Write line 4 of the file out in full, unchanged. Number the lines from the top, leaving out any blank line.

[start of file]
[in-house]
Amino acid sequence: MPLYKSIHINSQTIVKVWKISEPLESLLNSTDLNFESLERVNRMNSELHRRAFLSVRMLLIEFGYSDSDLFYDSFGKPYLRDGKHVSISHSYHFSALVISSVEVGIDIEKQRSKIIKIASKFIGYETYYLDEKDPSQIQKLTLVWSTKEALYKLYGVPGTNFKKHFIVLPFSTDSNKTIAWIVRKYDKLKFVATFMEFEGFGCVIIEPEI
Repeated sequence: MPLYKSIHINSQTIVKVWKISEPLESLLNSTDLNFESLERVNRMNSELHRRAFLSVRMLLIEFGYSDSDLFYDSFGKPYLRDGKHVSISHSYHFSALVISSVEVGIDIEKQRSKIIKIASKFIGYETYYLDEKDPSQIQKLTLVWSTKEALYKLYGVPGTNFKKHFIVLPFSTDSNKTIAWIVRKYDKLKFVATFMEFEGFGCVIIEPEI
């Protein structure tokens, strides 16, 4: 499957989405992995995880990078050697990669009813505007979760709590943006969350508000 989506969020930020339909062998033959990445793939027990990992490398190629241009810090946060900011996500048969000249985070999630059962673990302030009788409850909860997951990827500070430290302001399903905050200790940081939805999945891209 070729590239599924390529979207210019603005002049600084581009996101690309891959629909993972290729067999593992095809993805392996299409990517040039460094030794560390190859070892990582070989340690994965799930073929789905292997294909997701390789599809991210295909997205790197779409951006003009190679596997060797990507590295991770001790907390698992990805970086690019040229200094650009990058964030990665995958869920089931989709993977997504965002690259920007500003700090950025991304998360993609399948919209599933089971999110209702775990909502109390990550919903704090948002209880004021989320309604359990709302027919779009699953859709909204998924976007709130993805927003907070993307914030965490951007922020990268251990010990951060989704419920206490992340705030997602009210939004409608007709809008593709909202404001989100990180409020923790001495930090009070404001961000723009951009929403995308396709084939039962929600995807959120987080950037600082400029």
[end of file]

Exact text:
């Protein structure tokens, strides 16, 4: 499957989405992995995880990078050697990669009813505007979760709590943006969350508000 989506969020930020339909062998033959990445793939027990990992490398190629241009810090946060900011996500048969000249985070999630059962673990302030009788409850909860997951990827500070430290302001399903905050200790940081939805999945891209 070729590239599924390529979207210019603005002049600084581009996101690309891959629909993972290729067999593992095809993805392996299409990517040039460094030794560390190859070892990582070989340690994965799930073929789905292997294909997701390789599809991210295909997205790197779409951006003009190679596997060797990507590295991770001790907390698992990805970086690019040229200094650009990058964030990665995958869920089931989709993977997504965002690259920007500003700090950025991304998360993609399948919209599933089971999110209702775990909502109390990550919903704090948002209880004021989320309604359990709302027919779009699953859709909204998924976007709130993805927003907070993307914030965490951007922020990268251990010990951060989704419920206490992340705030997602009210939004409608007709809008593709909202404001989100990180409020923790001495930090009070404001961000723009951009929403995308396709084939039962929600995807959120987080950037600082400029």